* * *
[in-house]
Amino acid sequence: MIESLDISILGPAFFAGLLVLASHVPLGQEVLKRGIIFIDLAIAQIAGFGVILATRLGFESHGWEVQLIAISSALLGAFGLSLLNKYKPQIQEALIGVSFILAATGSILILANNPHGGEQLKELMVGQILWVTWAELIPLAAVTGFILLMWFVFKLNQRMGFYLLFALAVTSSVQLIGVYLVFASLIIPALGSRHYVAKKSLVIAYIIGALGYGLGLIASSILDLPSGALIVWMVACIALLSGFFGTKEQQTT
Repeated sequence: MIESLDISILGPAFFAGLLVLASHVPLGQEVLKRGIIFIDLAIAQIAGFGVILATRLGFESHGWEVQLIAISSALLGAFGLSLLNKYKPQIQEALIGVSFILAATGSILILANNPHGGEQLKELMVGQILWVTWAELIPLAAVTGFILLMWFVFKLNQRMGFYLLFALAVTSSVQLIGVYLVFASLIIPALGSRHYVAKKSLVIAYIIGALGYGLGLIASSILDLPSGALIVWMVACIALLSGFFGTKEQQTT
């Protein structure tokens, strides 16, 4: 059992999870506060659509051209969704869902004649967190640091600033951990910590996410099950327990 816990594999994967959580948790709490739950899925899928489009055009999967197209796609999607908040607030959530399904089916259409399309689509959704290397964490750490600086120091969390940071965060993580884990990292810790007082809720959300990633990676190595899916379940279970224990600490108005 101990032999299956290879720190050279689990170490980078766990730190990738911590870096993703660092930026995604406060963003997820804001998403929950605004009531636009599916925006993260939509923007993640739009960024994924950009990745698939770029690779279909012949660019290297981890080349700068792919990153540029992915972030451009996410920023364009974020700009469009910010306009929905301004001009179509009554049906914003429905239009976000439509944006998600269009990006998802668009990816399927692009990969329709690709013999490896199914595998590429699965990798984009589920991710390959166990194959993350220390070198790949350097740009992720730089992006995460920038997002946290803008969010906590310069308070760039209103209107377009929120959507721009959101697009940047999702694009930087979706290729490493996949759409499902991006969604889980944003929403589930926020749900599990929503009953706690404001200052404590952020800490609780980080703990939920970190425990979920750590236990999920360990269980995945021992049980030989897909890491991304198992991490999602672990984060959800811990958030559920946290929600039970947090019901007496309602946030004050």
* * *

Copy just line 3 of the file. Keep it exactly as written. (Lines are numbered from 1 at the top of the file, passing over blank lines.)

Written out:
Repeated sequence: MIESLDISILGPAFFAGLLVLASHVPLGQEVLKRGIIFIDLAIAQIAGFGVILATRLGFESHGWEVQLIAISSALLGAFGLSLLNKYKPQIQEALIGVSFILAATGSILILANNPHGGEQLKELMVGQILWVTWAELIPLAAVTGFILLMWFVFKLNQRMGFYLLFALAVTSSVQLIGVYLVFASLIIPALGSRHYVAKKSLVIAYIIGALGYGLGLIASSILDLPSGALIVWMVACIALLSGFFGTKEQQTT